Noise will be inevitable, which causes errors to the data. What type of noise is difficult to remove from analog and digital signals? Is noise easier to remove from analog or digital signals?
Digital Signal is More Noise Tolerant
While transmitting data over a network channel, noise causes errors which may result in loss of data (Anttalainen, 2003). Digital signal is considered more noise tolerant because it uses binary signals where a bit stream is made up of a combination of ones and zeros unlike analog signals which has varying signal values that must be identified precisely. As a result of this difference, the noises that are difficult to remove are thermal noise and impulse noise for analog and digital signals respectively.
Thermal noise, also called white noise or Gaussian noise, is a continuous noise that increases as temperature rises in transmission channels and electronic gadgets (White, 2016). Removing this noise from digital signals is easily done by regenerating the signal. It is difficult to clean white noise from analog signals because several filters are required and it is uncertain whether the original signal will remain after filtering.
Impulse noise (also called noise spike), according to Forouzan and Fegan (2007), occurs when a high energy signal (spike) enters the transmission line or the electronic device suddenly. Impulse noise can sometimes completely destroy digital signals by misplacing multiple bits making it difficult to determine 1s and 0s in the affected bit stream. Digital signals can be recovered from impulse noise provided that the signal has not been completely destroyed. Although signal spike affects analog signals, installing special filters can prevent impulse noise error.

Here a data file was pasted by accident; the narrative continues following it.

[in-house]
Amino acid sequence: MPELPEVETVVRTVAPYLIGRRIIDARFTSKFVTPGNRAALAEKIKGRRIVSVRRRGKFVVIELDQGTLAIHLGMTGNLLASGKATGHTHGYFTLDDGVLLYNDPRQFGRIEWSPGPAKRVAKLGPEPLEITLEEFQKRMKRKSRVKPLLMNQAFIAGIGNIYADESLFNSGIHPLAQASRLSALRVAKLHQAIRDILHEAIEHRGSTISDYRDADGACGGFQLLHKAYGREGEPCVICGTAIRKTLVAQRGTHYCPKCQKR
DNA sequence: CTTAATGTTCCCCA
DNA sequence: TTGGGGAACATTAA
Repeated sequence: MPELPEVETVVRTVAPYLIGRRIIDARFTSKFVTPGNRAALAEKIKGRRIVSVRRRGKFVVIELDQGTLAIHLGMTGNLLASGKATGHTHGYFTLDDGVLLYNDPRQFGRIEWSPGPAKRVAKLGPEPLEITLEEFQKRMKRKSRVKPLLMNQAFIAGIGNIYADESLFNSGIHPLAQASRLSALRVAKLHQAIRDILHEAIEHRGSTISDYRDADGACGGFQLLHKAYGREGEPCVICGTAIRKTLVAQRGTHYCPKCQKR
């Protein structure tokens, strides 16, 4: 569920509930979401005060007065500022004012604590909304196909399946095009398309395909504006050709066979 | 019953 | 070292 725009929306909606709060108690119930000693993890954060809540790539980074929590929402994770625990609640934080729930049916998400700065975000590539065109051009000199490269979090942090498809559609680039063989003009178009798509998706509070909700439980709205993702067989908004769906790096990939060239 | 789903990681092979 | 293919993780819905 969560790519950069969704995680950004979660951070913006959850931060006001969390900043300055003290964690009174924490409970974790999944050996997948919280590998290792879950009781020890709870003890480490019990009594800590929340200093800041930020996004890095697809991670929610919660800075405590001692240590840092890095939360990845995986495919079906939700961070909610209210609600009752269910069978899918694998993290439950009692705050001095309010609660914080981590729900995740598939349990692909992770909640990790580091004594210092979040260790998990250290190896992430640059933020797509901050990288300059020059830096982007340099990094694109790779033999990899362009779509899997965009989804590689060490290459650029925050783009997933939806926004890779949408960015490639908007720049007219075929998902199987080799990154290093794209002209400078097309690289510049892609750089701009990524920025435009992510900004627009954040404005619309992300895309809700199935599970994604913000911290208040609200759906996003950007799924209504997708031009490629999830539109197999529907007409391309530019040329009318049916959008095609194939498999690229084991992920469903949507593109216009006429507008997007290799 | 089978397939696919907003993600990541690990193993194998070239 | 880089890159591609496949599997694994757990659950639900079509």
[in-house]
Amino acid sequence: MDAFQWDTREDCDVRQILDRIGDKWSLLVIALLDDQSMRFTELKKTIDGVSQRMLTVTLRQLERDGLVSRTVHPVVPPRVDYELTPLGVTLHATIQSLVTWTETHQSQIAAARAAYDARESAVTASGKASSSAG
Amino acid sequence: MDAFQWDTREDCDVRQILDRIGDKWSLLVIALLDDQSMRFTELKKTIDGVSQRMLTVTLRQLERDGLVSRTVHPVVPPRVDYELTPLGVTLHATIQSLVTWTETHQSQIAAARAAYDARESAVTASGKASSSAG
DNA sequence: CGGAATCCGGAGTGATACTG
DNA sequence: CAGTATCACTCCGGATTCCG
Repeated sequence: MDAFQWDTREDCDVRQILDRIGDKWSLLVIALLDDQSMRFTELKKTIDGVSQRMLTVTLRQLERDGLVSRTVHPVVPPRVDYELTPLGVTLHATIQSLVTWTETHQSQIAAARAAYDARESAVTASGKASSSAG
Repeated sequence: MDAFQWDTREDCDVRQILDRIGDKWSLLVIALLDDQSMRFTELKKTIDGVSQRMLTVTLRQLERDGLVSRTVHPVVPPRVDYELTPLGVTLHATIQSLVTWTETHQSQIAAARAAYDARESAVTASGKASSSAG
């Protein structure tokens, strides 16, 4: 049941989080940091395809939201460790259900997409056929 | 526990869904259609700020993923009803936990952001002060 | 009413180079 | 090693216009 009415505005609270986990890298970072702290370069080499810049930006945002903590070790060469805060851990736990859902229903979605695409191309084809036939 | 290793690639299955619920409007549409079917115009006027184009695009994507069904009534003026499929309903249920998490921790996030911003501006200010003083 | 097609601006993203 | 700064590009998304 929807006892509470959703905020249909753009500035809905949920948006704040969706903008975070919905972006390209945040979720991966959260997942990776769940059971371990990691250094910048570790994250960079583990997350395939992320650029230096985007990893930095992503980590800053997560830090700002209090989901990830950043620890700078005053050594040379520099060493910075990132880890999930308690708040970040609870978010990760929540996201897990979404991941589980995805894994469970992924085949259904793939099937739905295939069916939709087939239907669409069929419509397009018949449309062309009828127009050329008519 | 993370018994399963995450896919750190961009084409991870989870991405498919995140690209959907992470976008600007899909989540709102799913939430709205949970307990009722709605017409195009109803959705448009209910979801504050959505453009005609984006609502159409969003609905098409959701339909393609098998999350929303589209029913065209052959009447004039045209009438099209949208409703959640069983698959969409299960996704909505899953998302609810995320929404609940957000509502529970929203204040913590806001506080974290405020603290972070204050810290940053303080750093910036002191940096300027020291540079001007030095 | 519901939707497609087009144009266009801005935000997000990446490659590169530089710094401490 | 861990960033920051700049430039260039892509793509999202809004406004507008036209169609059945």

Digital Signal: The Easiest to Clean
It is easier to remove noise from digital signal than from analog signals. Digital signals are made up of binary numbers which means a digital signal’s bit stream has ones and zeros. Booth and McDuell, (2002) argues that the strength of signals reduce as they travel because random noise signals are picked. Cleaning digital signal becomes easier since it involves filtering out the random noise particles and amplifying the binaries back to their initial state. Cleaning analog signal is difficult because they are made up of random values which can resemble the values picked inform of noise.
Anttalainen, T. (2003). Introduction to telecommunications network engineering. 2nd ed. Norwood, MA: Artech House, p.79.
Booth, G. and McDuell, G. (2002). Modular science for Edexcel. Oxford: Heinemann, p.127.
Forouzan, B. A. & Fegan, S. C. (2007). Data communications and networking. 4th ed. New York: McGraw-Hill Higher Education, pp.84.
White, C. M. (2016). Data communications & computer networks: a business users approach. 8th ed. Boston, MA: Cengage Learning., p. 151.